About two months back, I was asked by China Daily's Foreign Experts Office if I would attend a seminar scheduled for the week before I was due to fly home to Aotearoa/New Zealand. I happily agreed as such things are usually interesting in all sorts of ways that often have little to do with the assigned topic, and asked for more information. The usual things that concern a journalist - the who, what, when, where and why of what was planned, so I could, in turn, plan accordingly.
The only information initially available was the date. I've lived in China long enough to find this unsurprising - information was so closely controlled here for so long that there remains a tendency to treat everything as a secret to be revealed only when absolutely necessary. As an aside, that can be painful for a writer here, but you learn to live and adapt to what is. A week before the date, I had still managed to obtain little more information than that, but had been asked to flesh out my biographical details for the organizers.
Two days before the event, I was told I would be expected to stay overnight the evening before, despite it being held in Beijing and apparently not far from where I live. By now, this had become an adventure/mystery that highly amused me and I was planning to treat the seminar as an improvisational theater activity. The morning before, I was told I would be provided with a car and driver to take me to the Beijing Foreign Affairs Office and given the number of a contact person. Nobody could tell me where I was staying, which I was mainly curious about to know if there was a gym or pool there.
That evening, my driver delivered me to the Foreign Affairs Office, which turned out to have a hotel attached (with gym and pool) and I learned there was some justification to parts of the secrecy after all. The next day was to be spent with a consultation of foreign experts and ministry officials in the morning, following by transportation to the Great Hall of the People for a symposium and banquet dinner with Premier Li Keqiang.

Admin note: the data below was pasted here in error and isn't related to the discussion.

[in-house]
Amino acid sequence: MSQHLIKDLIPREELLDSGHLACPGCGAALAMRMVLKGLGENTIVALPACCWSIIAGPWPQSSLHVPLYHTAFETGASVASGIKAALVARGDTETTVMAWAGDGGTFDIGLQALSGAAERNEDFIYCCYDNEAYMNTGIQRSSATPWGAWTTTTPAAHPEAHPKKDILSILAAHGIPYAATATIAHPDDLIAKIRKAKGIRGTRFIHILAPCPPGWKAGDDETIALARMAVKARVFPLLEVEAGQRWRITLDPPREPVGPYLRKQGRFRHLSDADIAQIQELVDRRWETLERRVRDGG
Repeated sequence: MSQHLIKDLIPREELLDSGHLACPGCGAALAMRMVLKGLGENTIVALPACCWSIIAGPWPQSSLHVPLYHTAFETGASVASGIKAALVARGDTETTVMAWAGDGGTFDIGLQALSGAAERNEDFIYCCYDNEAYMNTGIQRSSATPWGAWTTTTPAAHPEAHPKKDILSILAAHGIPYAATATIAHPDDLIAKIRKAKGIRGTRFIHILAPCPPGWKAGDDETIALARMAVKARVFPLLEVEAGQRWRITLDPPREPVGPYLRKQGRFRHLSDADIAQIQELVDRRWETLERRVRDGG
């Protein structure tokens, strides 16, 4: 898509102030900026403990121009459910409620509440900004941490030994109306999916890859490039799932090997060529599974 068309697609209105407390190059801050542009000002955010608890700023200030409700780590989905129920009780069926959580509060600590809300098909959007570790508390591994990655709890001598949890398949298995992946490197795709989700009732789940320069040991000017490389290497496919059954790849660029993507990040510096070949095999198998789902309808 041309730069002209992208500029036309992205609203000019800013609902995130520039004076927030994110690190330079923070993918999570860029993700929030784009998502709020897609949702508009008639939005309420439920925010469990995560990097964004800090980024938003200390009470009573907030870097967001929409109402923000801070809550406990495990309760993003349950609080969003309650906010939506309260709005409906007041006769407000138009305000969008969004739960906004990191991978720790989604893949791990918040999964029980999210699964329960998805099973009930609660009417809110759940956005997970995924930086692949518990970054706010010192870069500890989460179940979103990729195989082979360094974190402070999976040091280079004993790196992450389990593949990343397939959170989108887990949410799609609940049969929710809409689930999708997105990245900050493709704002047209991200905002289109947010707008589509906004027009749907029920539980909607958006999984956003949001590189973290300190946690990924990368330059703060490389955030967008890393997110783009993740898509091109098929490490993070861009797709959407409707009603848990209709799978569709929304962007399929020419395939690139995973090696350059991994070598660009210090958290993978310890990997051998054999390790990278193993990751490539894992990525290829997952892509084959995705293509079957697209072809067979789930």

China consciously tries to learn from the best practices of other countries and, I learned, holds such an event annually to consult with foreign experts both resident in the country or with ties to it. This year's symposium marked the first time English-language media had been invited to attend, I was told by the senior China Daily official also invited.
I was impressed by the surroundings and the food, as one would expect in the building that is the political hub of China, and even more impressed with the attention paid to speakers and questions asked of them by China's number two player. I was equally impressed by the company I found myself in - five Nobel Laureates in Economics, a former ambassador to China from Korea, a former minister of education for the Netherlands, and the women I sat with at breakfast. Asked what they do, one replied, "I build commercial aircraft" and the other is a bio-geneticist researching cancers.
I couldn't help but feel like the Maori gal who'd snuck in the back door and bluffed her way to the head table, but I made sure to smile sweetly and behave reasonably well in case they might want to invite me back some day . . .